Senate Armed Services Committee chief Carl Levin (D-Mich.) said Thursday that Pakistan has backed off its demands to significantly increase the per-truck cost to the United States and its allies to move supplies through the country.
Pakistani officials were reportedly demanding U.S. and coalition forces pay as much as $5,000 per truck to move supplies and equipment in and out of Afghanistan.
That demand was akin to "blackmail," according to Levin, and ended up scuttling talks in May between Washington and Islamabad to reopen the supply lines, which have been closed off to American and NATO forces since last November.
Levin did not comment on when Pakistani officials decided to back off their pricing demands. It remains unclear whether Pakistan made the decision before or after a team of U.S. negotiators was pulled from the country on Monday.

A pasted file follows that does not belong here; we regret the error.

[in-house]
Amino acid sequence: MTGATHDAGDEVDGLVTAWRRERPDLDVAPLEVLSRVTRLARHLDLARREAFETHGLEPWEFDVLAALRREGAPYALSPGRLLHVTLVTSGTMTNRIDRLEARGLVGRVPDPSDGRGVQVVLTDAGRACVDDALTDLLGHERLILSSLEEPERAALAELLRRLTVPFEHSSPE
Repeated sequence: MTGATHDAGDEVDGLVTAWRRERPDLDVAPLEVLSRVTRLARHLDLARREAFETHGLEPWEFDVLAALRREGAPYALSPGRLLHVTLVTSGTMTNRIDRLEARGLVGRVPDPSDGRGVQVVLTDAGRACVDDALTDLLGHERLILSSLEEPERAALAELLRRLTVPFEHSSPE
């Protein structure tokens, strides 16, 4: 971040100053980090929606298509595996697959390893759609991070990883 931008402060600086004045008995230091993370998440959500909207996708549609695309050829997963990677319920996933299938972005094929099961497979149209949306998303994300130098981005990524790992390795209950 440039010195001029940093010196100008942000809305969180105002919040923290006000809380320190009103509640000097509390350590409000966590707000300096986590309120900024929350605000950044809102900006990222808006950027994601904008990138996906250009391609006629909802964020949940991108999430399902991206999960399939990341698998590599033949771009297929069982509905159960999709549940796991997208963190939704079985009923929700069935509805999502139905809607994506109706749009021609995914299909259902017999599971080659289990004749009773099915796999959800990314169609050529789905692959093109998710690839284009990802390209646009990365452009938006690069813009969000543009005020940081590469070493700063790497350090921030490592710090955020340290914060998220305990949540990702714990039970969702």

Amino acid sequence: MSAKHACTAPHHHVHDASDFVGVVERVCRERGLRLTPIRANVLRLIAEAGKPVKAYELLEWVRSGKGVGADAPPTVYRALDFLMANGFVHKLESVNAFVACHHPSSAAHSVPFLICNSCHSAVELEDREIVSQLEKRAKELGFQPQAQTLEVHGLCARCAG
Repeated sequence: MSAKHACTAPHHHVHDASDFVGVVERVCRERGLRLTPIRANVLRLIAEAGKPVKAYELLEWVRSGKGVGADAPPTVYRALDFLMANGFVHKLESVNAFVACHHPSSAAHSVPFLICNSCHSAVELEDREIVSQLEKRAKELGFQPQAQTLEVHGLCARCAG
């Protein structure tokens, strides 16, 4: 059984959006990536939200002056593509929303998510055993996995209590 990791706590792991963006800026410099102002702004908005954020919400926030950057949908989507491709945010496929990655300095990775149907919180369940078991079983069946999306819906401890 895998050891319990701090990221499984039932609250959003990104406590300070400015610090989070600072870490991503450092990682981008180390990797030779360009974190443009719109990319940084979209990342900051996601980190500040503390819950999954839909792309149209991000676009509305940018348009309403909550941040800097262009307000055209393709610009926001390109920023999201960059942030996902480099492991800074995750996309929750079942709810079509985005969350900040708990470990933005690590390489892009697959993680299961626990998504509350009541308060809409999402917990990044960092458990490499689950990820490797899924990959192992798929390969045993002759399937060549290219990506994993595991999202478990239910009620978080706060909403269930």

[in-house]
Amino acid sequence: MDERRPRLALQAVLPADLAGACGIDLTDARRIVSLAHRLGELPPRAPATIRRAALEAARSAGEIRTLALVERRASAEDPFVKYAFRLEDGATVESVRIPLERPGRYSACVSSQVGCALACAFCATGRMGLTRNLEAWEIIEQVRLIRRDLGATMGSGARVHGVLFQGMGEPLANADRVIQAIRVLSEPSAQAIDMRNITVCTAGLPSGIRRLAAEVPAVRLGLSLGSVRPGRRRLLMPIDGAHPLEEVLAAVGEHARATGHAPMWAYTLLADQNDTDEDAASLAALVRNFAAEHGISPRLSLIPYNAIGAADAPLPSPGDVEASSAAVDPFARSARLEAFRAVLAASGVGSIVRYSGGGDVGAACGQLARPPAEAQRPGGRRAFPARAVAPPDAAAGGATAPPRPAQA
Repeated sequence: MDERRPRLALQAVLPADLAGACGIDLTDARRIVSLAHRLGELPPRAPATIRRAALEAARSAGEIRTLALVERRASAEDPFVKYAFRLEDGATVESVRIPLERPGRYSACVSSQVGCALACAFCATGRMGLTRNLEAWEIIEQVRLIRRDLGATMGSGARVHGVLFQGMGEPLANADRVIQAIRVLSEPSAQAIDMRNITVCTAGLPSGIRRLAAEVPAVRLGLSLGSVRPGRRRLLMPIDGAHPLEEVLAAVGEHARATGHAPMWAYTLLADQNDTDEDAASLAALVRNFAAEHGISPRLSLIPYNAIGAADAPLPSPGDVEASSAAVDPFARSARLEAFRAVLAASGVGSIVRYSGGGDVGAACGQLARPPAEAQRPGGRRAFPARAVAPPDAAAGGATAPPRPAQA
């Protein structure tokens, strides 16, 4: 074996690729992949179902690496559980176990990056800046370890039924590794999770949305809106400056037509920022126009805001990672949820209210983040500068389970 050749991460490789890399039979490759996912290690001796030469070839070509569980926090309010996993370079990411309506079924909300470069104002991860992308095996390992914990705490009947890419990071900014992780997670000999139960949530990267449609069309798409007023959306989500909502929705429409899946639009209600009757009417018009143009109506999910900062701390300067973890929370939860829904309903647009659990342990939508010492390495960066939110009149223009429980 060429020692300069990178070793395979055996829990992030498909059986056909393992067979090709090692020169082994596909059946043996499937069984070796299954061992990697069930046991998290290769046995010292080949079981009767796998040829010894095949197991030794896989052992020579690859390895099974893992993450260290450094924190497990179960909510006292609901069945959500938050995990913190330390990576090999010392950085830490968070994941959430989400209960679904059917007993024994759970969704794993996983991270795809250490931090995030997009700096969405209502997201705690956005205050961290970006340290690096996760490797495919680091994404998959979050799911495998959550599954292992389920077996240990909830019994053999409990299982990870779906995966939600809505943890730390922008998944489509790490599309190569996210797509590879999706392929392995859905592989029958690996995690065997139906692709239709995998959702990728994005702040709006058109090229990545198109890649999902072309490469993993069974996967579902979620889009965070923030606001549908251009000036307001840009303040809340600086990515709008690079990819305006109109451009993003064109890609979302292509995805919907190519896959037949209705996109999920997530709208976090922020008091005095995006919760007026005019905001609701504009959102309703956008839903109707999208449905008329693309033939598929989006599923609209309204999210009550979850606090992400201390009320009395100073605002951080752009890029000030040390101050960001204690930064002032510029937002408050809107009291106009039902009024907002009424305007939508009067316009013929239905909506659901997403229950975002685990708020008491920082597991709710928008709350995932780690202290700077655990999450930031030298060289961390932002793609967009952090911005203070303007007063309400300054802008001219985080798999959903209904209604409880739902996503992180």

And while Pakistan has backed off cost demands, it is still demanding a formal administration apology for the incident.
On Wednesday, Defense Secretary Leon Panetta told members of the Senate Appropriations Committee that the United States has already "expressed the condolences for the mistakes we have made" in Pakistan, both privately and publicly.
There is still no guarantee Pakistan would reopen the supply lines, even with a formal apology from the White House in hand, he noted.
With the Pakistani lines closed, American military planners have been forced to use supply lines in Central Asia, known as the Northern Distribution Network.
Transiting troops and equipment out of Afghanistan through Central Asia, compared to using the cheaper, more direct land routes through Pakistan, has cost the Pentagon "$100 million a month because of the closure of those [ground lines]," Panetta told Senate appropriators.
--Story updated at 5:14pm to include comments by Pentagon spokesman Cdr. Bill Speaks